Contract management improvement needed as NHS is ripped off on standard drugs

At this rate I am going to be eating humble pie, flagellating myself and asking forgiveness from Francis Maude and even (gulp!) from Colin Cram.

Although much of the UK Cabinet Office's work to increase collaboration in central government procurement is admirable, we've argued here that too much centralisation would be counter-productive and would not deliver the best results for public sector procurement.

However, it seems at the moment that there are all too regular news stories suggesting real weaknesses in procurement and contract management in government departments. It's getting to the point where, in my darker moments, the thought of putting it all under Mr Maude (Cabinet Office Minister) is actually quite enticing...

We had the whole G4S and Serco tagging story that we featured here and certainly appears to suggest contract management was not up to scratch in the Ministry of Justice. Then we had the NHS 111 non-emergency telephone service fiasco - however, that wasn't not just a procurement issue, and even Maude hasn't suggested Cabinet Office taking over all the activities of every health commissioning group's work.

Now we have another case that certainly at first sight looks like the public purse being ripped off in an absolutely unforgivable manner - and with apparently no-one on the contract management side being able to do anything about it.

A Daily Telegraph report into the cost of drugs to UK patients of the Health Service has found that a few pharma firms (not the large ones, we should emphasise) are producing standard products such as cod-liver oil capsules, but selling them for up to 40 times the price of the lowest cost alternatives. A pack of Cod-Liver Oil capsules is charged at £80, against £3 in the shops. Doctors are prescribing these products and pharmacists dispensing them. The NHS then pays the full inflated price.

It doesn't take Sherlock Holmes to work out that there must be a reason for the doctors and pharmacists to do this. Without making direct accusations, given my lack of libel insurance cover, the huge margins the manufacturers are making would certainly give them room for - let's just call it a "marketing budget" that might benefit the doctors and pharmacists involved.

Now, there are some very good people in procurement and contract management at the NHS Business Services Authority, who manage the pharmaceutical payments scheme. I could even name them. So this is not a failure of capability. I assume it is because the processes around pricing for drugs and the way the suppliers and pharmacists are rewarded just leaves the system open to this sort of exploitation.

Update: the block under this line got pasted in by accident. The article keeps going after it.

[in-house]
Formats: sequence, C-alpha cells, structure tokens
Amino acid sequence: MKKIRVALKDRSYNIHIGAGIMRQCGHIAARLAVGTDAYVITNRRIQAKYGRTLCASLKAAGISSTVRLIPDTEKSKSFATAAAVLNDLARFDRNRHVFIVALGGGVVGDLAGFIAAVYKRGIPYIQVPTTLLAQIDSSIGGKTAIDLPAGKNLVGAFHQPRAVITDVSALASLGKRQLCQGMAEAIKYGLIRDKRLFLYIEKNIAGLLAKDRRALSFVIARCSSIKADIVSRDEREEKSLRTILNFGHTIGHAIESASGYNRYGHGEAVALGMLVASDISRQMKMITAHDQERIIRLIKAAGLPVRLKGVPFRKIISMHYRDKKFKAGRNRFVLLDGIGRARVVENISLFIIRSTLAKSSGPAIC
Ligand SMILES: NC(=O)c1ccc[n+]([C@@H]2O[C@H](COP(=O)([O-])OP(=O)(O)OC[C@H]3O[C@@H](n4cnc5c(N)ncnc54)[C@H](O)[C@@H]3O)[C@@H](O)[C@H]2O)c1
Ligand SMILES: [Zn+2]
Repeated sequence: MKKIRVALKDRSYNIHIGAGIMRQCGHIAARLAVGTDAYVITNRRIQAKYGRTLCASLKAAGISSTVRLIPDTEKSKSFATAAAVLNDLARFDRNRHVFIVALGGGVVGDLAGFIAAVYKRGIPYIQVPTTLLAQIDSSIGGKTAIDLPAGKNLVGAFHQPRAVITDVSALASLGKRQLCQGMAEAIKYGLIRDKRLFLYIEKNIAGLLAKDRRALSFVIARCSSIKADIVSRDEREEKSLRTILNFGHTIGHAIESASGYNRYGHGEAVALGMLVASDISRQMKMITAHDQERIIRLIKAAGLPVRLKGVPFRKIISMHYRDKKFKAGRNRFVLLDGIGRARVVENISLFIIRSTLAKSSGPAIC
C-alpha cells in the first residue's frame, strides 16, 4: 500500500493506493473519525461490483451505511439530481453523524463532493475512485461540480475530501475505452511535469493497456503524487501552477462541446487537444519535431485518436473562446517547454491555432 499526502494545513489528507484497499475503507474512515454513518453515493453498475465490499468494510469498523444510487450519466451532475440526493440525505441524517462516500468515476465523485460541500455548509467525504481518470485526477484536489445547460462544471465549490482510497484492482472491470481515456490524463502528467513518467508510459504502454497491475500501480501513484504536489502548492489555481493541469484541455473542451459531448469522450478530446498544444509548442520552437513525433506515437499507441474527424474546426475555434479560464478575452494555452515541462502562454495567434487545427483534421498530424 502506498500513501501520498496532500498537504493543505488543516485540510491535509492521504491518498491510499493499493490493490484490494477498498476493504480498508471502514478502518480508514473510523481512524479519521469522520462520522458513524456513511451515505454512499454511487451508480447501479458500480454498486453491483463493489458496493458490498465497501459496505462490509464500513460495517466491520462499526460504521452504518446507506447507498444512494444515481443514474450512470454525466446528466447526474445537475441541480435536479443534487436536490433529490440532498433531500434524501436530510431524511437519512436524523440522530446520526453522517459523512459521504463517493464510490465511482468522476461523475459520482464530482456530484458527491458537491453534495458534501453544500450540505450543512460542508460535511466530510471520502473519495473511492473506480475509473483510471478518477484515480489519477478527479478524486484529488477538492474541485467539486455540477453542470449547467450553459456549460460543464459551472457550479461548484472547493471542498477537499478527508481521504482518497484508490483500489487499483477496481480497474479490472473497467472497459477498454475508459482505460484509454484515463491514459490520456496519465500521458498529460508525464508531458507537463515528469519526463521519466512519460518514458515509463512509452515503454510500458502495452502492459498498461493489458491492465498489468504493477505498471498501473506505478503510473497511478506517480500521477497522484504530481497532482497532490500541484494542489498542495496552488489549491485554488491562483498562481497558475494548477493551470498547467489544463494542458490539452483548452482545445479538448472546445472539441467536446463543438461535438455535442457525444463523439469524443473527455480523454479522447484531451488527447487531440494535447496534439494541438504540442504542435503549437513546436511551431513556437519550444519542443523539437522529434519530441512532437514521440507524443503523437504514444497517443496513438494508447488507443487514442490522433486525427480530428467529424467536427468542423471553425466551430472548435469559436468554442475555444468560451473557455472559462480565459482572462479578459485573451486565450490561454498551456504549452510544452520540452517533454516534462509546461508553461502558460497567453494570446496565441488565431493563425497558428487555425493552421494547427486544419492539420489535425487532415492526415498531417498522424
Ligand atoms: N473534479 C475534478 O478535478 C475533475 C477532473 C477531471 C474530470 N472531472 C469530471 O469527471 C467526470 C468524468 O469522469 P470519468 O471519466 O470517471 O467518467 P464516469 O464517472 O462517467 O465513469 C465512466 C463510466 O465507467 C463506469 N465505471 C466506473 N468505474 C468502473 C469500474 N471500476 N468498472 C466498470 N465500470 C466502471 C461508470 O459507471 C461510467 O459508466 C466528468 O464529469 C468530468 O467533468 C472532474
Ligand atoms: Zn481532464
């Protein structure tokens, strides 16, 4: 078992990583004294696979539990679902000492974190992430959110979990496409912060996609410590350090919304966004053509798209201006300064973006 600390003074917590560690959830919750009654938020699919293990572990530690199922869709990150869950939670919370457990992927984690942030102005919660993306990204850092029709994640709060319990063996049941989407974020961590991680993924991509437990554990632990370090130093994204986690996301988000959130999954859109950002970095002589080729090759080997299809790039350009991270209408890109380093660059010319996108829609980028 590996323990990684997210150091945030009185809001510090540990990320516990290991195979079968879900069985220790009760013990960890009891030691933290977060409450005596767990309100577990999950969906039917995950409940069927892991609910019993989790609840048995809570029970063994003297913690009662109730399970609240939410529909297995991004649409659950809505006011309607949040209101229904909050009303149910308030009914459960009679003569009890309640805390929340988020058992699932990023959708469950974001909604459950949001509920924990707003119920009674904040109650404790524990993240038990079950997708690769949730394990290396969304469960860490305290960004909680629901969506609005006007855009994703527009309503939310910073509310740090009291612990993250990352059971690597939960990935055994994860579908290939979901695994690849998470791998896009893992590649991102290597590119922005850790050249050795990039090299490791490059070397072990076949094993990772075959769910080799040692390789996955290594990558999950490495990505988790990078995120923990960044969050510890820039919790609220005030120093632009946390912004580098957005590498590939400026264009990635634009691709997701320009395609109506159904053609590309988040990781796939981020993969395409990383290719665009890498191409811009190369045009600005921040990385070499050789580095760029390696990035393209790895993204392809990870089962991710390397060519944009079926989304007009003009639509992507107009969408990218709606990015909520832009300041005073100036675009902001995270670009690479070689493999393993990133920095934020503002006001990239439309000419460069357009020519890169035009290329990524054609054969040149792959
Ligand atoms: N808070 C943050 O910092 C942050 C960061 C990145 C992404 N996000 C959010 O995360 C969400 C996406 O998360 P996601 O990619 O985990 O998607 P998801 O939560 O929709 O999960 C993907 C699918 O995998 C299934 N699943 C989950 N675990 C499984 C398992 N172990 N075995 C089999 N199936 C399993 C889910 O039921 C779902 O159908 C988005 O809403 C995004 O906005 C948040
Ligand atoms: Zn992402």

But surely it isn't beyond the wit of the BSA and the Department of Health generally to stop this? Isn't there some sort of maximum price that could be imposed, at least where there is blatant profiteering? Or an obligation on doctors and pharmacists to use the cheapest product where there is NO medical difference between the options?

When you hear stories like this, you can see why Maude and others have a pretty jaundiced view of how suppliers exploit the public sector given half a chance, and why he feels that there is a lack of basic commerciality in the civil service. But I'd love to hear something - off the record if necessary - from the BSA on the issue. You have my email and LinkedIn details I think, and might like to defend your professional reputation here!

Voices (3)

  1. Trevor Black:

    Wow! Shock! Horror!! The NHS being ripped of for the price of drugs! If anyone who has traveled extensively around Europe will discover the cost of drugs everywhere is significantly cheaper than the UK. It would therefore appear that those involved in the procurement of drugs in the NHS are either a) not aware of what goes on in the supply chain, or b) are quite content to accept this further example of living in the ripped-off UK, or c) don’t travel too well. I suggest a fact find tour of the EU at the tax payers expense would reveal some interesting results.

  2. Ben Glynn:

    Hi Peter

    Just a thought but maybe the NHS cod liver oil is from sustainable line-caught cod? Surely that would result in a premium but perhaps a 2667% premium is a little steep?

    Ben Glynn

  3. Jon Hughes:

    I’ve said before that Francis Maude reminds me of an enthusiastic CFO who thinks he “gets procurement”. Centralise it, leverage it, kick the proverbial out of a few suppliers. Job done. Colin Cram on the other hand should know better. I’ve lost track of how many times I’ve seen the pendulum swing violently in organisations across the centralisation / decentralisation debate. As the PASC has recently argued, the real need is for a properly balanced, top-down strategy that nails which categories, suppliers and transformational processes should be driven centrally, regionally or locally. It needs to be done both pre-contract and post-contract. Re-allocation of roles, responsibilities and authorities follows it, driven by the size of the defined benefit to service delivery and the taxpayer. Sorry to sound like I’m giving a lecture there. Without that, the risk remains of seriously daft decisions being taken because of half-baked personal credos and preferences.

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